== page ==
What's new for .NET 8 (Windows Forms .NET)

This article describes some of the new Windows Forms features and enhancements in .NET 8.

There are a few breaking changes you should be aware of when migrating from .NET Framework to .NET 8. For more information, see Breaking changes in Windows Forms.

Data binding improvements

A new data binding engine was in preview with .NET 7, and is now fully enabled in .NET 8. Though not as extensive as the existing Windows Forms data binding engine, this new engine is modeled after WPF, which makes it easier to implement MVVM design principles.

The enhanced data binding capabilities make it simpler to fully utilize the MVVM pattern and employ object-relational mappers from ViewModels in Windows Forms. This reduces the amount of code in code-behind files. More importantly, it enables code sharing between Windows Forms and other .NET GUI frameworks like WPF, UWP/WinUI, and .NET MAUI. It's important to note that while the previously mentioned GUI frameworks use XAML as a UI technology, XAML isn't coming to Windows Forms.

The IBindableComponent interface and the BindableComponent class drive the new binding system. Control implements the interface and provides new data binding capabilities to Windows Forms.

Button commands

Button commands were in preview with .NET 7, and is now fully enabled in .NET 8. Similar to WPF, the instance of an object that implements the ICommand interface can be assigned to the button's Command property. When the button is clicked, the command is invoked.

An optional parameter can be provided when the command is invoked, by the specifying a value for the button's CommandParameter property.

The Command and CommandParameter properties are set in the designer through the Properties window, under (DataBindings), as illustrated by the following image.

The Visual Studio properties window highlighting a Windows Forms' Button's Command and CommandParameter properties.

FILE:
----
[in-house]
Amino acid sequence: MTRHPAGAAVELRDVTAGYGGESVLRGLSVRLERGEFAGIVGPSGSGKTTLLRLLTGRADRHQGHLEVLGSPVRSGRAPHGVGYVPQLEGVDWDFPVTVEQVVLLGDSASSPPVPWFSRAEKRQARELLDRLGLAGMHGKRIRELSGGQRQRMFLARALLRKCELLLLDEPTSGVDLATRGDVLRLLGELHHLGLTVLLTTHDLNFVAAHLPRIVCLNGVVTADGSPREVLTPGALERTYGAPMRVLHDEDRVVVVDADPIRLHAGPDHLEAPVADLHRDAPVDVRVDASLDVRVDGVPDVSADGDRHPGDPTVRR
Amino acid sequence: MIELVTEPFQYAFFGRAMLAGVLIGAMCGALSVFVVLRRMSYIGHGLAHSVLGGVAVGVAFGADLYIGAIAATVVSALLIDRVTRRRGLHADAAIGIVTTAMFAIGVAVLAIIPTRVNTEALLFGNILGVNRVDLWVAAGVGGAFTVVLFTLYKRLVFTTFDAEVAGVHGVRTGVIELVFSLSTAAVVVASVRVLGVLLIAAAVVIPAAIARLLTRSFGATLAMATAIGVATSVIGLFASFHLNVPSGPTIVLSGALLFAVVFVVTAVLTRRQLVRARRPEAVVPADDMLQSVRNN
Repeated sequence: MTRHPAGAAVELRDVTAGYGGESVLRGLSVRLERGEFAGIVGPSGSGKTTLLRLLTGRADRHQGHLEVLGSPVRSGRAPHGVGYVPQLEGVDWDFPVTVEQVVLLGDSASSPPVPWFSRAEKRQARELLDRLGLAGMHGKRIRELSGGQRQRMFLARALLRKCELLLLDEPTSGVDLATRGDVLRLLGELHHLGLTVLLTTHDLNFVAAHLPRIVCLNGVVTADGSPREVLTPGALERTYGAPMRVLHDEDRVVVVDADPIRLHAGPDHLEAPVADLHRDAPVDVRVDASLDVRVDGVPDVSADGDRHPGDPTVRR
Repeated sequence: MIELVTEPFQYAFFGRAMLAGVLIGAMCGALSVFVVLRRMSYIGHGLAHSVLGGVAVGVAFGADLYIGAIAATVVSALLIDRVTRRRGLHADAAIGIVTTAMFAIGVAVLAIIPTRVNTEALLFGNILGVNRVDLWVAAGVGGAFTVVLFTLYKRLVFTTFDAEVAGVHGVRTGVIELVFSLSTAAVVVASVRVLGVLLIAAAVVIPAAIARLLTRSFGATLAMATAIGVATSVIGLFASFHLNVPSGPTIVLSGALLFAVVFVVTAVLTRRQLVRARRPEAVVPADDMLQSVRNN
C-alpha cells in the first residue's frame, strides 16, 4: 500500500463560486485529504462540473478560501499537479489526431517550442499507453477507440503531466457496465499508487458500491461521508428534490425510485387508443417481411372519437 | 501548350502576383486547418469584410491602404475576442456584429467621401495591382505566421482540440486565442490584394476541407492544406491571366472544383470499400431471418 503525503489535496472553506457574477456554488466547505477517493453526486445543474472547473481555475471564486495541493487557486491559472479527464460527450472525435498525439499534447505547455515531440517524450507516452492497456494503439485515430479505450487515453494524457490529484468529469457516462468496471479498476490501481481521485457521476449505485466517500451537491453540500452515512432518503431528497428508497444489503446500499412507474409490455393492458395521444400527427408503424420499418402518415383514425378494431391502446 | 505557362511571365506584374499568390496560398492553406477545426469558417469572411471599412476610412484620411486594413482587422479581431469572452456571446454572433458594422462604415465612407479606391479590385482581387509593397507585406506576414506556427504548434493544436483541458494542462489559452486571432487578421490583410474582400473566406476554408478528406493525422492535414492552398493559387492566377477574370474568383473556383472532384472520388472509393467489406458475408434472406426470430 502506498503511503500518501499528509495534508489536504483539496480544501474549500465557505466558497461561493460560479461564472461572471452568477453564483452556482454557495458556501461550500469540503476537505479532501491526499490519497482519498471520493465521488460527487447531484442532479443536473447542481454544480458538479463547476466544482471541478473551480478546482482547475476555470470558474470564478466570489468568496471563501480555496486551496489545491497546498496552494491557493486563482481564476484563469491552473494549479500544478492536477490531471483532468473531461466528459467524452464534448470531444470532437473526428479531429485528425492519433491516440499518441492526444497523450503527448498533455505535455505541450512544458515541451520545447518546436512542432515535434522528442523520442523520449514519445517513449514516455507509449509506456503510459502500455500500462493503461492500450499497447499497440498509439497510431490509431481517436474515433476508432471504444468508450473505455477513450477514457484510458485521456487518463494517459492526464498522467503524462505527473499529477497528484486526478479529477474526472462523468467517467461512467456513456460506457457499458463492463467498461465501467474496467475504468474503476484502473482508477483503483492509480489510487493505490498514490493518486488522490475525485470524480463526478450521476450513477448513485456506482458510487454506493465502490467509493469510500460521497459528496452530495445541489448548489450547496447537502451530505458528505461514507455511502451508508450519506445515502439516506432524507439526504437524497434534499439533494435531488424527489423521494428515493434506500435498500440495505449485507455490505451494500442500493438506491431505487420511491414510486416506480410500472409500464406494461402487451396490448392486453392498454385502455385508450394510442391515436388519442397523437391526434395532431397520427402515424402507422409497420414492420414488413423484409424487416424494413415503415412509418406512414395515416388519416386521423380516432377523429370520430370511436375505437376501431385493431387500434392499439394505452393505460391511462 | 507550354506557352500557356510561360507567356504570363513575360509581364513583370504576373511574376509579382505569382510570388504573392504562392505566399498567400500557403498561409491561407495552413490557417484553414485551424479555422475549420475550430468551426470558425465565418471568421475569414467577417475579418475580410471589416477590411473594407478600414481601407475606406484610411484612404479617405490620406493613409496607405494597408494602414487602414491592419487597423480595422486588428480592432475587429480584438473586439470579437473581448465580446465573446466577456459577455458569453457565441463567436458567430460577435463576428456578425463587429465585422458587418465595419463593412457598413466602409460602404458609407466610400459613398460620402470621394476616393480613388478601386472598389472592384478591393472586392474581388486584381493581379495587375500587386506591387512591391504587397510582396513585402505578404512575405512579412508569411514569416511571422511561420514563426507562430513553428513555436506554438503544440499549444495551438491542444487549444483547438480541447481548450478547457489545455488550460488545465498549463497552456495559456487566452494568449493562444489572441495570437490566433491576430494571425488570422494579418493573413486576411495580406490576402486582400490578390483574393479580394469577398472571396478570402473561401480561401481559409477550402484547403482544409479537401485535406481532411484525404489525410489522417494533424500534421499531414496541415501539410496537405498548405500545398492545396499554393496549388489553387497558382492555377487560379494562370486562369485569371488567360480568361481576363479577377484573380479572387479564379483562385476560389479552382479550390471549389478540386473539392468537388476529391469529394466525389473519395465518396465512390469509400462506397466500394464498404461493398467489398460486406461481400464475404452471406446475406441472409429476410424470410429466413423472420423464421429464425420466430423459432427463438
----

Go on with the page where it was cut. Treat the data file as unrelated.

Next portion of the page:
Buttons also listen to the ICommand.CanExecuteChanged event, which causes the control to query the ICommand.CanExecute method. When that method returns true, the control is enabled; the control is disabled when falseis returned.

Visual Studio DPI improvements

Visual Studio 2022 17.8 Introduces DPI-unwaware designer tabs. Previously, the Windows Designer tab in Visual Studio ran at the DPI of Visual Studio. This causes problems when you're designing a DPI-unaware Windows Forms app. Now you can ensure that the designer runs at the same scale as you want the app to run, either DPI-aware or not. Before this feature was introduced, you had to run Visual Studio in DPI-unaware mode, which made Visual Studio itself blurry when scaling was applied in Windows. Now you can leave Visual Studio alone and let the designer run DPI-unaware.

You can enable the DPI-unaware designer for the Windows Forms project by adding <ForceDesignerDPIUnaware> to the project file, and setting the value to true.



Visual Studio reads this setting when the project is loaded, and not when it's changed. After changing this setting, unload and reload your project to get Visual Studio to respect it.

High DPI improvements

High DPI rendering with PerMonitorV2 has been improved:

  • Correctly scale nested controls. For example, a button that's in a panel, which is placed on a tab page.

  • Scale Form.MaximumSize and Form.MinimumSize properties based on the current monitor DPI settings.

    Starting with .NET 8, this feature is enabled by default and you need to opt out of it to revert to the previous behavior.

    To disable the feature, add System.Windows.Forms.ScaleTopLevelFormMinMaxSizeForDpi to the configProperties setting in runtimeconfig.json, and set the value to false:

      "runtimeOptions": {
        "tfm": "net8.0",
        "frameworks": [
        "configProperties": {
          "System.Windows.Forms.ScaleTopLevelFormMinMaxSizeForDpi": false,

Miscellaneous improvements

Here are some other notable changes: